more eye contact than weak-apart couples, it                        confirmed. Couples who were strongly in
was not a reliable one (t = .92).                                   love, as categorized by their scores on the
   Another approach toward assessing the                            love scale, spent more time gazing into one
couples' visual behavior is to consider the                         another's eyes than did couples who were
percentage of "total gazing" time (i.e., the                        only weakly in love. With respect to the
amount of time during which at least one of                         measure of individual gazing, however, the
the partners was looking at the other) which                        tendency for strong-together subjects to de-
was occupied by mutual gazing. This mea-                            vote more time than the weak-together sub-
sure, to be referred to as mutual focus, differs                    jects to looking at their partners was not
from mutual gazing in that it specifically                          substantial for either women or men. This
takes into account the individual gazing                            finding suggests that the obtained difference
tendencies of the two partners. It is possible,                     in mutual gazing between these two groups
for example, that neither member of a par-                          must be attributed to differences in the simul-
ticular pair gazed very much at his partner,                        taneousness, rather than in the sheer quan-
but that when they did gaze, they did so                            tity, of gazing. This conclusion is bolstered
simultaneously. Such a pair would have a                            by the fact that the clearest difference be-
low mutual gazing score, but a high mutual                          tween the strong-together and weak-together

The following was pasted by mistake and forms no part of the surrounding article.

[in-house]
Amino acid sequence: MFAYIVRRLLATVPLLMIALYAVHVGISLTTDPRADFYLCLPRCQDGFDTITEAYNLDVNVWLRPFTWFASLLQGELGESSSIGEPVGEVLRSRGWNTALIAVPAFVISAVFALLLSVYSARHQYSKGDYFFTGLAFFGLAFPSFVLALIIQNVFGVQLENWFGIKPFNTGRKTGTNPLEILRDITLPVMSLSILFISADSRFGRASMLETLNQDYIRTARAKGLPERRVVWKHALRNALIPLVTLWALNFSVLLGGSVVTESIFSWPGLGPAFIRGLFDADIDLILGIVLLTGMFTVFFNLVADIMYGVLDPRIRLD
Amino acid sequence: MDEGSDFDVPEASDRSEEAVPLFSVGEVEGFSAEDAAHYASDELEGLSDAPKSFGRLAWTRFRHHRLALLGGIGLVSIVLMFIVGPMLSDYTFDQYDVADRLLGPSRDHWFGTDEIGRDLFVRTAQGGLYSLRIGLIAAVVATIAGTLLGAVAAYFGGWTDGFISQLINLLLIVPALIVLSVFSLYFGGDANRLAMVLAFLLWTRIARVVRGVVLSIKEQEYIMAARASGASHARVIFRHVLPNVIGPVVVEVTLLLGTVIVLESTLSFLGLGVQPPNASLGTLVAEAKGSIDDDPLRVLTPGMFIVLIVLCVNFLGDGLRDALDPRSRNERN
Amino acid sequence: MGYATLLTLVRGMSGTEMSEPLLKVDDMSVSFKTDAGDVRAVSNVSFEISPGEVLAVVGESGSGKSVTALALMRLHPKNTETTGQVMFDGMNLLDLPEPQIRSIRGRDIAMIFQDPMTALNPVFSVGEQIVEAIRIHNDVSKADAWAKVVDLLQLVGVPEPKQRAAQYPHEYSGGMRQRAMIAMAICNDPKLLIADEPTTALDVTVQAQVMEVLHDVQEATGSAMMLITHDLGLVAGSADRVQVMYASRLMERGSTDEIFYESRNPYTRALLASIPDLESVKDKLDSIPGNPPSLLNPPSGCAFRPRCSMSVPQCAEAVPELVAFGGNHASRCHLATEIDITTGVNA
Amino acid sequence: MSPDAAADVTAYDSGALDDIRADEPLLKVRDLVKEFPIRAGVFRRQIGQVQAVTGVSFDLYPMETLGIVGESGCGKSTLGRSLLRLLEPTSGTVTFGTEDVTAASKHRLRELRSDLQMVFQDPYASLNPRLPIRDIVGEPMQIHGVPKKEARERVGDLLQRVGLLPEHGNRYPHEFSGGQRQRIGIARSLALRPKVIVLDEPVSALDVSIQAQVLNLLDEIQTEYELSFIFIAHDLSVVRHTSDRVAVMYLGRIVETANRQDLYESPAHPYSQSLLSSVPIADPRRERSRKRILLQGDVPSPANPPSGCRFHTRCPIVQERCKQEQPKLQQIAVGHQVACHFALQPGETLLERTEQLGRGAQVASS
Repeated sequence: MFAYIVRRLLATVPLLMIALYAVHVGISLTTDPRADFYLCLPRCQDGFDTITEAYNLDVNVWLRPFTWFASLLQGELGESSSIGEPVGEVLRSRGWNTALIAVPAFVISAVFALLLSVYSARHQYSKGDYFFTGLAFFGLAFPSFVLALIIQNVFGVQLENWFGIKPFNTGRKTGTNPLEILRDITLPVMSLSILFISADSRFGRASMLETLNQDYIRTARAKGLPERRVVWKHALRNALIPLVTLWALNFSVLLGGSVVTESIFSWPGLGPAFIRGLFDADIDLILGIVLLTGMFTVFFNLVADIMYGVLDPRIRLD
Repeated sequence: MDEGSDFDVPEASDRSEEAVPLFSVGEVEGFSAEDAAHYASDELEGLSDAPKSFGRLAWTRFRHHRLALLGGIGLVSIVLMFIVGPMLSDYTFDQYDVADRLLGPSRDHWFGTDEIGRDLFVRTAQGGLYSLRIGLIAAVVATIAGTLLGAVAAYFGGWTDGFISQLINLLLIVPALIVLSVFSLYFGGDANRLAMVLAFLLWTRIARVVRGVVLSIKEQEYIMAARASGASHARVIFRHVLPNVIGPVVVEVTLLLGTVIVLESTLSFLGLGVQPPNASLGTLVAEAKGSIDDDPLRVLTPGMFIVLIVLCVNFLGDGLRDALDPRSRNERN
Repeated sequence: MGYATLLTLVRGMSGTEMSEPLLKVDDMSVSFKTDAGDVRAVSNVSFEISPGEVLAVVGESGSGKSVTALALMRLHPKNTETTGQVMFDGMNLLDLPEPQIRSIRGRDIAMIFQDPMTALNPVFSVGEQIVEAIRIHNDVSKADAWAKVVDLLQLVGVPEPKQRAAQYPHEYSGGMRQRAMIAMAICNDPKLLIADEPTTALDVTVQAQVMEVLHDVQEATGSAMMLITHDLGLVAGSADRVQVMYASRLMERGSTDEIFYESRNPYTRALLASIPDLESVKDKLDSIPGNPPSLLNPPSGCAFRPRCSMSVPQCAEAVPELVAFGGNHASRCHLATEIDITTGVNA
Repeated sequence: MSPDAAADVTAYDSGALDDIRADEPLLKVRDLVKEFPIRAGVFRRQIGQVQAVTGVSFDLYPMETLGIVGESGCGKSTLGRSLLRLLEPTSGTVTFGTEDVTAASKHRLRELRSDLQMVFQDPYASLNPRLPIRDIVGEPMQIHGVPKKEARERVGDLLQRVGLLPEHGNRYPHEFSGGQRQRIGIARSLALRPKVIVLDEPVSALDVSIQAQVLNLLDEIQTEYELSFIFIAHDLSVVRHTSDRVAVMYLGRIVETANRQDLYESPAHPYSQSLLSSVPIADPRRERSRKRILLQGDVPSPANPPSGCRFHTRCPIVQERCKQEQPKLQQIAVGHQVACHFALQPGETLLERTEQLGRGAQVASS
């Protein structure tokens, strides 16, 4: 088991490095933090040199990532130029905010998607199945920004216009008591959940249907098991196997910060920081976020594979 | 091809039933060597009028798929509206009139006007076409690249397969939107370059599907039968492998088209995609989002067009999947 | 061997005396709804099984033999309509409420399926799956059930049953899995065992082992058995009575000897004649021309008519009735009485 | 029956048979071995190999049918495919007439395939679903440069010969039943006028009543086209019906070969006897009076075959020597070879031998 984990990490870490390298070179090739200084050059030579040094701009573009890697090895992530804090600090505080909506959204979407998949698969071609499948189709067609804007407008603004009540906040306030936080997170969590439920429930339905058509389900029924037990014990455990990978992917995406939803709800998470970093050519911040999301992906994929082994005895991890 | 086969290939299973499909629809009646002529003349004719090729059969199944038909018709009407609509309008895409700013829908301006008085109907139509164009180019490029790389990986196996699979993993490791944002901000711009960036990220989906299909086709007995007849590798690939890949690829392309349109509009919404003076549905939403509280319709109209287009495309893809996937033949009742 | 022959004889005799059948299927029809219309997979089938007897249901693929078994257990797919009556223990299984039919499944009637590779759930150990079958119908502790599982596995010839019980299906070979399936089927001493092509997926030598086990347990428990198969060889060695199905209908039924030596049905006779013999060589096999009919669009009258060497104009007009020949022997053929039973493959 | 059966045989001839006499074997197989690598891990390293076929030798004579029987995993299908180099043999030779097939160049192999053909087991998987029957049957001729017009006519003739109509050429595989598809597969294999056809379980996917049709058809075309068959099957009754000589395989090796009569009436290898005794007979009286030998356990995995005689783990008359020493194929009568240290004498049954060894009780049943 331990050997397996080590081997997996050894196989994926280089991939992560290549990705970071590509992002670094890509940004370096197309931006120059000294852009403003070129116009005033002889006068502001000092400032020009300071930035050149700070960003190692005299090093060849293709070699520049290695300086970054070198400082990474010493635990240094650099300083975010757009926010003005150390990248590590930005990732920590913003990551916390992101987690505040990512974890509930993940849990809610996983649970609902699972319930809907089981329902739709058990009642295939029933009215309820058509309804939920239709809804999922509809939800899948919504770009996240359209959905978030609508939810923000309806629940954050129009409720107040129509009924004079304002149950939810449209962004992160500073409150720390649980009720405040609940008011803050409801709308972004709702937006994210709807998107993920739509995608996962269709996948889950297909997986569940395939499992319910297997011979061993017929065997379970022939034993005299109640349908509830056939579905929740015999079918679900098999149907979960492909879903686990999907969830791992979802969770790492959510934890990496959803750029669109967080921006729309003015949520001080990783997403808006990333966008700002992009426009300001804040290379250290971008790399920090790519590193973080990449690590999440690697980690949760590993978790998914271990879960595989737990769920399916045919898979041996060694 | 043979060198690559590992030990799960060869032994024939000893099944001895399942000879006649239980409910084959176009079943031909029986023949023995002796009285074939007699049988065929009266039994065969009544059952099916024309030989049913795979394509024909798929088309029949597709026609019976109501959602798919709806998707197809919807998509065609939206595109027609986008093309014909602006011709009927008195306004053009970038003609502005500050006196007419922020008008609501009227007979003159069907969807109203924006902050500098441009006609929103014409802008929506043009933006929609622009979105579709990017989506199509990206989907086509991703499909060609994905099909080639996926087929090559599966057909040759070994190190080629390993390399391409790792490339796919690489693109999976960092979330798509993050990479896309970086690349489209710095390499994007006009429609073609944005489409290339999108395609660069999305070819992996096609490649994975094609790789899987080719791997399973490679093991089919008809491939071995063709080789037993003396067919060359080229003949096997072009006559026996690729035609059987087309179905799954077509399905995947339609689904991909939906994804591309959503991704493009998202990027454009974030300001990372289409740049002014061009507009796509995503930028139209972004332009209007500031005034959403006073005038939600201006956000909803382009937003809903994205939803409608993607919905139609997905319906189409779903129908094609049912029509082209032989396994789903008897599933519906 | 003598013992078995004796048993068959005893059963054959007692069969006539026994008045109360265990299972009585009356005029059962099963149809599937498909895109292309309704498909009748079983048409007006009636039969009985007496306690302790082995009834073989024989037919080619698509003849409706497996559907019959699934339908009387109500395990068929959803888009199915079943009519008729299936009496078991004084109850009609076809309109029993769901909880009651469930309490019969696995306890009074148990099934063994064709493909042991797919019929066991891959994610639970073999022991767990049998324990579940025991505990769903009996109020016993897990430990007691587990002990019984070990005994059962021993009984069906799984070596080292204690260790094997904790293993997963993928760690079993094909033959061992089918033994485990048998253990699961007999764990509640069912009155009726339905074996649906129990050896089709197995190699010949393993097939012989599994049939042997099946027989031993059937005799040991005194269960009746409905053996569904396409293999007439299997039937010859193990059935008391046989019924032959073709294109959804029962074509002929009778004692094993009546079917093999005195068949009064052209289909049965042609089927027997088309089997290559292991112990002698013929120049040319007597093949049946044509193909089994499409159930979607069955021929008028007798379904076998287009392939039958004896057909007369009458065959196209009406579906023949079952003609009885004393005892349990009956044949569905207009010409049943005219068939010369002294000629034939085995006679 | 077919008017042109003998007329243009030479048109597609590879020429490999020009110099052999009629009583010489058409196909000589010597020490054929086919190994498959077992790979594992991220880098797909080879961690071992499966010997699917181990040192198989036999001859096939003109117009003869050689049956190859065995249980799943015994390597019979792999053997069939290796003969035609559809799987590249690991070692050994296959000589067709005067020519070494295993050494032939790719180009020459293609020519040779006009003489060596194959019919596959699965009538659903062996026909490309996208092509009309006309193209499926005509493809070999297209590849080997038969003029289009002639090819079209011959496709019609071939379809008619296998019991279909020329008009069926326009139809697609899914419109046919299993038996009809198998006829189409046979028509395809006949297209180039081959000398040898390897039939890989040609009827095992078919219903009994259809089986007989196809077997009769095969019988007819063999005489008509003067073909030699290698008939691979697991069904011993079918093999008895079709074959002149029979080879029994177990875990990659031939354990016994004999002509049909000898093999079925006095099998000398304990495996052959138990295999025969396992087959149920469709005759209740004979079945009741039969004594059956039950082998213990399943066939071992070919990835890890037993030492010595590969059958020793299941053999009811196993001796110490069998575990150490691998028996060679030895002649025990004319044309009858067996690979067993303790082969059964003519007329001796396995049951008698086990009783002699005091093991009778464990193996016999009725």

focus score. Within certain limits, the con-                        groups emerged on the percentage measure of
verse of this situation is also possible. Using                     mutual focus.
this measure (see Table 5), the difference                             This pattern of results is in accord with
between the strong-together and the weak-                           the assumption that gazing is a manifestation
together groups was more striking than it                           of the exclusive and absorptive component of
was in the case of mutual gazing (t = 2.31,                         romantic love. Freud (1955) maintained that
p < .02, one-tailed). The difference between                        "The more [two people] are in love, the more
the strong-apart and weak-apart groups was                          completely they suffice for each other [p.
clearly not significant (t — .72).                                  140]." More recently, Slater (1963) has
   Finally, the individual gazing scores of sub-
jects in the four experimental groups are                                                TABLE 6
presented in Table 6. The only significant                                    INDIVIDUAL GAZING (IN SECONDS)
finding was that in all groups, the women
spent much more time looking at the men                                                      Women                     Men
                                                                         Group
than the men spent looking at the women                                                  H     X        SD      n       X       SI)
(P = 15.38, df ~ 1/150, p < .01). Although
there was a tendency for strong-together sub-                       Strong together     19   98.7       23.2   19      83.7    20.2
                                                                    Weak together       19   87.4       30.4   19      77.7    33.1
jects of both sexes to look at their partners
                                                                    Strong apart        21   94.5       39.7   21      75.0    39.3
more than weak-together subjects, these com-                        Weak apart          20   96.8       27.8   20      64.0    25.2
parisons did not approach significance.
                                            ZICK RUBIN

 linked Freud's theory ot love to the popular        findings that women tend to make more eye
concept of "the oblivious lovers, who are            contact than men in same-sex groups (Exline,
 'all wrapped up in each other,' and somewhat         1963) and in an interview situation, regard-
careless of .their social obligations [p. 349J."     less of the sex of the interviewer (TCxline,
One way in which (his oblivious absorption           Gray, & Schucttr, 1965).